The ailing Hubble space telescope is expected to be given a reprieve today when the head of the US National Aeronautics and Space Administration (Nasa) announces the go-ahead for a servicing mission in 2008.
Michael Griffin, Nasa's administrator, is due to give his final decision later today about the feasibility of refurbishing Hubble with new instruments that could extend its working life beyond 2012. The fourth Hubble servicing mission was cancelled after the Columbia shuttle disaster, prompting speculation that the telescope may have to be abandoned because of the risk of sending astronauts to the telescope's high orbit.
Mr Griffin is keeping his decision secret but insiders believe he strongly favours a mission to save the Hubble telescope from imminent technical failure after its 16 years in space. "We're certainly hoping that's the case. He's known to be very pro-Hubble but he's also got to look at the risk," said Professor Martin Barstow of Leicester University.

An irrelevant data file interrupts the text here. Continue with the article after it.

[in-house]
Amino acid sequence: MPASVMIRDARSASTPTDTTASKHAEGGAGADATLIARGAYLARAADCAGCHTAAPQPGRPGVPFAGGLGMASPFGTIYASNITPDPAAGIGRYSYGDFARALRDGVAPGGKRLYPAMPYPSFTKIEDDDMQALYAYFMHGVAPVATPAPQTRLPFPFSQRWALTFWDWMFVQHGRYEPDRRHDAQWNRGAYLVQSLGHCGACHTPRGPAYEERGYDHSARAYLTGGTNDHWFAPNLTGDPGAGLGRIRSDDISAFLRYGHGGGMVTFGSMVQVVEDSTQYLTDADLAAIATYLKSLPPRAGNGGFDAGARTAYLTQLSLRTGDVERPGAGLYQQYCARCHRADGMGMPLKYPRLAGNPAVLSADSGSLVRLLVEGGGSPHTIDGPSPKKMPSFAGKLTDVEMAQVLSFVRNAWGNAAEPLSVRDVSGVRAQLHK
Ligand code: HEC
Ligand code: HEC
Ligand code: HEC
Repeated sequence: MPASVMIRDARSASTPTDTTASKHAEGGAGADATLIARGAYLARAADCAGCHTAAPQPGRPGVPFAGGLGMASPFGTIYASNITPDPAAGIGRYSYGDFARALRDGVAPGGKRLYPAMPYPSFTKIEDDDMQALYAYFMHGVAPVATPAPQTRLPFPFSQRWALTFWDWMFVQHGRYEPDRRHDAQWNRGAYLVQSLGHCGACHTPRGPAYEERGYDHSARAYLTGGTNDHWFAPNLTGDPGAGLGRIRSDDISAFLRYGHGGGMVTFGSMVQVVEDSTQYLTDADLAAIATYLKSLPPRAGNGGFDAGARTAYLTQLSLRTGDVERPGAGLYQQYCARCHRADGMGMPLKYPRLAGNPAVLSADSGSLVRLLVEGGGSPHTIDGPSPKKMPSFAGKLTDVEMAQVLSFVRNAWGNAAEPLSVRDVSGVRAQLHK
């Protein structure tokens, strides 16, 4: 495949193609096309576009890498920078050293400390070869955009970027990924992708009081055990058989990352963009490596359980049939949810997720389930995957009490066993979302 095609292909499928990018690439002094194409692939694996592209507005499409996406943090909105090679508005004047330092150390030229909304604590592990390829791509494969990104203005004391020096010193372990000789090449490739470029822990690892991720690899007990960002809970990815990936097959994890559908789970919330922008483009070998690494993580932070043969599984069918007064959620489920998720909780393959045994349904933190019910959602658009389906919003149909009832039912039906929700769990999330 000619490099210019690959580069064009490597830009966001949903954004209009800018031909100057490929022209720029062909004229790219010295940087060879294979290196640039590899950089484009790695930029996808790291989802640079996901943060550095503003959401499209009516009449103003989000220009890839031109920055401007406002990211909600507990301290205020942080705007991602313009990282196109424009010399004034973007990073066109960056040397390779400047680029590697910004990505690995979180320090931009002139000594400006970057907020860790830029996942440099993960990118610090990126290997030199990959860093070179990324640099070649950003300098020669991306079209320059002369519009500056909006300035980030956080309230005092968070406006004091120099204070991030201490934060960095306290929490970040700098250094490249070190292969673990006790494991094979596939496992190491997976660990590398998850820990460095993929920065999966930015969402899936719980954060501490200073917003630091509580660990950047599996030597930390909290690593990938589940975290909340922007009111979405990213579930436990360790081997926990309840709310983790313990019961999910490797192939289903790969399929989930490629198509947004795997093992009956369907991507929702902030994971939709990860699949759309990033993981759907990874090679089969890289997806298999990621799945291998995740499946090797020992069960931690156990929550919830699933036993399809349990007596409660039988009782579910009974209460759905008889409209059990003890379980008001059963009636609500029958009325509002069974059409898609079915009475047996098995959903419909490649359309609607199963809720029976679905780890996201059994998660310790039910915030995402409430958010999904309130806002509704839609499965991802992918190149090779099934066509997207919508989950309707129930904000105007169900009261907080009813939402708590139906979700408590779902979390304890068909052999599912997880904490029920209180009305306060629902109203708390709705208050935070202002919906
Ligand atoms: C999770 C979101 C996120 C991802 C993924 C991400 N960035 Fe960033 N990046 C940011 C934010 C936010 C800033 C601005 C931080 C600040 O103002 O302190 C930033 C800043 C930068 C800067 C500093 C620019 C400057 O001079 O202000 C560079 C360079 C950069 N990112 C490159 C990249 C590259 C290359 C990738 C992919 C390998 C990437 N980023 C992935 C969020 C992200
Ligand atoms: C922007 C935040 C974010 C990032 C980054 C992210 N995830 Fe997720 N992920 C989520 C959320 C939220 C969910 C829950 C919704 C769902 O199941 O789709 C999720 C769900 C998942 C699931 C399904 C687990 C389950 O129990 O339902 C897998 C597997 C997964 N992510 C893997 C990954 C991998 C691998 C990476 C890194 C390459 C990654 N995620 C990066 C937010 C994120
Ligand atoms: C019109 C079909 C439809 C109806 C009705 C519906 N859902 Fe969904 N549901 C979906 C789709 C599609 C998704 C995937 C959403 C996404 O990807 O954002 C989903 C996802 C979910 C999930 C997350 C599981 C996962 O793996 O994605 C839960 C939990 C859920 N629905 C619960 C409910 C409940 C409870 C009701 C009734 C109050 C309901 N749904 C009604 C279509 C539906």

Mr Griffin ordered an extensive risk assessment to be carried out and with two successful shuttle missions under Nasa's belt since the spacecraft were grounded after the Columbia disaster in February 2003, commentators believe the conditions are right for a Hubble servicing mission to be approved.
One of the dangers of sending astronauts to perform a space walk on Hubble is that, unlike missions to the International Space Station, there is no "safe haven" if things go wrong.
One suggestion is that a second shuttle could be made ready for launch if any serious problems are encountered.